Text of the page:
Harvest sage leaves year round for culinary purposes. They may be eaten fresh or stems can be hung upside down to dry and stored for later use. Sage also doubles as a resilient garden ornamental. It looks super in rock gardens, mixed borders and containers.


Botanical Name : Salvia pachyphylla

Salvia pachyphylla Plant Select(r)

Common Name : Giant Purple Sage

Description : Relatively new to cultivation, giant purple sage offers great promise of beauty and fragrance for gardens in arid climates. This shrubby, woody-based perennial is native to the mountains of California, Nevada and Arizona, where it grows naturally in gravelly, granite-based soils where fertility is weak and drainage perfect.
Blooming continuously throughout the summer, giant purple sage produces showy spikes of tubular, lipped, violet-blue flowers with long, protruding stamens. The blossoms are accentuated by colourful, rosy purple bracts and are attractive to bees, butterflies and hummingbirds. They appear on the tips of tall, lanky stems lined with smooth, somewhat spoon-shaped, silvery-green leaves. Evergreen in milder climates, the beautiful foliage emits a pleasant fragrance when handled, and shines softly under moonlight.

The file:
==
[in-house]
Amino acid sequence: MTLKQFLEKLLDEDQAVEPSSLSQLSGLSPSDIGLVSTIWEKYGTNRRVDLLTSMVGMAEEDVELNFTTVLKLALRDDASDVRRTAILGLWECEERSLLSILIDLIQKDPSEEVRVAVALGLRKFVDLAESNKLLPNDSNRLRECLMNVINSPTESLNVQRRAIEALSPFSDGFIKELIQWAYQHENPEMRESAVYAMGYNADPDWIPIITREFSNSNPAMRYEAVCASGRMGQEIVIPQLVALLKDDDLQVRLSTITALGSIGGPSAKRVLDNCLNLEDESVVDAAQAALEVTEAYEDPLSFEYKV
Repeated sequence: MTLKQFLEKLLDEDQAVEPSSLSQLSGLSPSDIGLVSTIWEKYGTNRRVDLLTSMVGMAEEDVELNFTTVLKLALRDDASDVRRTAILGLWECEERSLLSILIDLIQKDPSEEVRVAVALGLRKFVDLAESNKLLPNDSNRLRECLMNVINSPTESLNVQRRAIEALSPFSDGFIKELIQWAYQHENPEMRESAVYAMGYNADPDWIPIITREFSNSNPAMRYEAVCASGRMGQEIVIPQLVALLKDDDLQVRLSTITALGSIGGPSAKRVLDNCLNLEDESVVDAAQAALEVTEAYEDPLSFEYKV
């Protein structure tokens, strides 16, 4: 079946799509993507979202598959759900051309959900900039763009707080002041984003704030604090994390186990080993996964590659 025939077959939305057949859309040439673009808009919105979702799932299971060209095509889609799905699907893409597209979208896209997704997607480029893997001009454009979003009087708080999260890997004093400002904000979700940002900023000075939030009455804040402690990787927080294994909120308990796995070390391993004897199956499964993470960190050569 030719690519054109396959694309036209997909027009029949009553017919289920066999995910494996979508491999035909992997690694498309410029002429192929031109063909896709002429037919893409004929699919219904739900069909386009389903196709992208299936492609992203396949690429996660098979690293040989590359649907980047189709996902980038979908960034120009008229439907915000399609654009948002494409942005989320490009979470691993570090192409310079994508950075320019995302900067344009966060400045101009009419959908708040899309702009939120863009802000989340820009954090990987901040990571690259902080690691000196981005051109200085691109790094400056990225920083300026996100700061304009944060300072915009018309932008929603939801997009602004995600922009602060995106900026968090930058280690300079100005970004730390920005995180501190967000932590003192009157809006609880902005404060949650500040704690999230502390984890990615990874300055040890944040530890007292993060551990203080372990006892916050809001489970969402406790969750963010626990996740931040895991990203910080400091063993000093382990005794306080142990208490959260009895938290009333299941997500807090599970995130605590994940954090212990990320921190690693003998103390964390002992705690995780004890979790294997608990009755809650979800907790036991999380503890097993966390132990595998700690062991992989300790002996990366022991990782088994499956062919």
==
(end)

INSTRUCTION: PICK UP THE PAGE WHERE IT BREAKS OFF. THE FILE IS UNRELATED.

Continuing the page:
This tough, drought-tolerant perennial thrives in hot, sunny conditions and very well-drained soils of average to low fertility. During very dry periods, it benefits from a deep soaking once a week. Cut back and shape plants in fall after blooming ceases to encourage heavier flowering and more compact, dense growth. Giant purple sage is a perfect choice for adding bright, long-lasting colour to well-drained mixed borders and dry gardens. Plant this free-flowering beauty where its striking flowers and wonderful fragrance can be admired up close.


Botanical Name : Salvia patens